Last February, my son started showing signs of stuttering. At first it was very mild, but then it took on a new, very frightening form. Instead of repeating the sounds of one or two words again and again, it seemed like he was stuck on each and every word (incapable of completing a full sentence). In May, I decided to do some research after Lewie had a particularly hard day of communicating, and it seemed as if the "experts" were torn. Some said he would naturally outgrow this since he was under the age of five; others said there was cause for worry since it was starting around age five. I waited for three full, painful months to see if his speech improved. It didn't.
After we tried one speech therapist and felt like he wasn't making too much progress, we decided to register him with our local school district. In November, their speech pathologist did an evaluation that looked like this:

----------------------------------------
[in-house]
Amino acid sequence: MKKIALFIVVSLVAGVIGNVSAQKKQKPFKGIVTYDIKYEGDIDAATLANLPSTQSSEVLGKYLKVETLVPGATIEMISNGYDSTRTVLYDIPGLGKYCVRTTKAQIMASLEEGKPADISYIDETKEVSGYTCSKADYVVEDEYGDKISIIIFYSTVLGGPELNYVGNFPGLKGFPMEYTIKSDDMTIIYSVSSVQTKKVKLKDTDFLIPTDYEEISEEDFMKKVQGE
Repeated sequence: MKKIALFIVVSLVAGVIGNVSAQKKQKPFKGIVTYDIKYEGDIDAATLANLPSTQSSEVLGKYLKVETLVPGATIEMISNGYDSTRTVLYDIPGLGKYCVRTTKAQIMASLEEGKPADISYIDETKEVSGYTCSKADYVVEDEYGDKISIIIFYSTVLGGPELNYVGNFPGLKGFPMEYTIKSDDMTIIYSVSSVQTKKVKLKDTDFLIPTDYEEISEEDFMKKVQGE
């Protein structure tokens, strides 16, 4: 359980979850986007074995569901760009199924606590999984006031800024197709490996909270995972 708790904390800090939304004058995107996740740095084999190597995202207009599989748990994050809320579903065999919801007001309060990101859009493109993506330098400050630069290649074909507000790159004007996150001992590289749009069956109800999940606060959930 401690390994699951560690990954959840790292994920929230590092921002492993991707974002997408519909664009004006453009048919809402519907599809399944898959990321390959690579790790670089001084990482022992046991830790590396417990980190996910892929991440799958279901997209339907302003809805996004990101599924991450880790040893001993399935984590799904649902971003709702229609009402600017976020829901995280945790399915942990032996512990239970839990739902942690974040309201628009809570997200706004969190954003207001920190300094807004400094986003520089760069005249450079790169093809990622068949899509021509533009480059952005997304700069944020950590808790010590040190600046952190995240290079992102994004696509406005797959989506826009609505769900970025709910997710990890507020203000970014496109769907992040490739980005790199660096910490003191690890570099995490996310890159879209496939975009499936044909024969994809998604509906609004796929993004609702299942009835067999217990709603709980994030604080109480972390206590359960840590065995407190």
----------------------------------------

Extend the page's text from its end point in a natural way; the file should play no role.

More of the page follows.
"During the walk from the main office to the speech room, Lewie was talkative and relatively fluent. However, once he entered the speech room, 80% of his sentences contained dysfluencies. His dysfluencies included:
16 Part Word Repetitions (as in may - may - may-be)
7 Whole Word Repetitions (as in my - my - my)
2 Phrase Repetitions (as in I have - I have - I have)
10 Blocks (tense pauses where Lewie is struggling to say a "stuck" sound, as in b-b-b-b-ee)
Lewie also displays secondary characteristics such as leg-tapping, facial grimacing and decreased eye contact."
|A favorite picture of mine from our snow day last week.|
Her report made my heart drop, but indeed, she was right. It did get this bad, and as is the case for most children that suffer with stuttering, there is no known, concrete cause, and there is no promise that he will get better.
He has better days than others. On bad days, I feel like crying because he's having such a hard time communicating, and I can't do much to help him except to be patient and to give him my full attention. Oddly enough, he sings without a single stutter.
Over the past week, Lewie has enjoyed going to his new speech therapist. She's young, sweet, and fun. He doesn't see it as a chore; in fact, he likes going, and he's already learning how to take long breaths before speaking. I'm hopeful, and I continue to pray that this won't be a life-long struggle for him.